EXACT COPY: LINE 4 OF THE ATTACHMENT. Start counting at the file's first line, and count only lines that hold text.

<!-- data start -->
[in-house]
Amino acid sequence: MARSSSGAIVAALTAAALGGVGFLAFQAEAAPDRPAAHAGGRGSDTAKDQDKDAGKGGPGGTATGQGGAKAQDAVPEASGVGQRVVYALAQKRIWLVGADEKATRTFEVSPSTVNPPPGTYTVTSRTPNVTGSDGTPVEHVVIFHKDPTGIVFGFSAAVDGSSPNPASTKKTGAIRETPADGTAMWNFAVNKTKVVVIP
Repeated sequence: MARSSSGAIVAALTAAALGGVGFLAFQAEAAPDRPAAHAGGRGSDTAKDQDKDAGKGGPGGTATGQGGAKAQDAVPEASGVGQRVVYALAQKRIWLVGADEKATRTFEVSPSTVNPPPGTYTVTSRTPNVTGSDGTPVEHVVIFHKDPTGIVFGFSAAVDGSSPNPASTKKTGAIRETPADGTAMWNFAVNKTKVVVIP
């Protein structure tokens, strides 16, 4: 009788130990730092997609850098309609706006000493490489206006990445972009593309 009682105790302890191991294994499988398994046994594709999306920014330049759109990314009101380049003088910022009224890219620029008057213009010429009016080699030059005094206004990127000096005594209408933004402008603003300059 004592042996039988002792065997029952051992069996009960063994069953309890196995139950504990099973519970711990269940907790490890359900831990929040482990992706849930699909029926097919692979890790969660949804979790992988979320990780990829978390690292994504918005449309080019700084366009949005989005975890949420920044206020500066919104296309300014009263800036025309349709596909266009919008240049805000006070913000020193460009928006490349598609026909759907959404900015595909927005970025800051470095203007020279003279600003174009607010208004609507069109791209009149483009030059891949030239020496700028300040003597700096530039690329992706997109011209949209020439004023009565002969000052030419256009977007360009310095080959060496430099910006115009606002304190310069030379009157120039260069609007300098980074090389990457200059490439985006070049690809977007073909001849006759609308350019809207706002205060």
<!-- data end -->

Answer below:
């Protein structure tokens, strides 16, 4: 009788130990730092997609850098309609706006000493490489206006990445972009593309 009682105790302890191991294994499988398994046994594709999306920014330049759109990314009101380049003088910022009224890219620029008057213009010429009016080699030059005094206004990127000096005594209408933004402008603003300059 004592042996039988002792065997029952051992069996009960063994069953309890196995139950504990099973519970711990269940907790490890359900831990929040482990992706849930699909029926097919692979890790969660949804979790992988979320990780990829978390690292994504918005449309080019700084366009949005989005975890949420920044206020500066919104296309300014009263800036025309349709596909266009919008240049805000006070913000020193460009928006490349598609026909759907959404900015595909927005970025800051470095203007020279003279600003174009607010208004609507069109791209009149483009030059891949030239020496700028300040003597700096530039690329992706997109011209949209020439004023009565002969000052030419256009977007360009310095080959060496430099910006115009606002304190310069030379009157120039260069609007300098980074090389990457200059490439985006070049690809977007073909001849006759609308350019809207706002205060």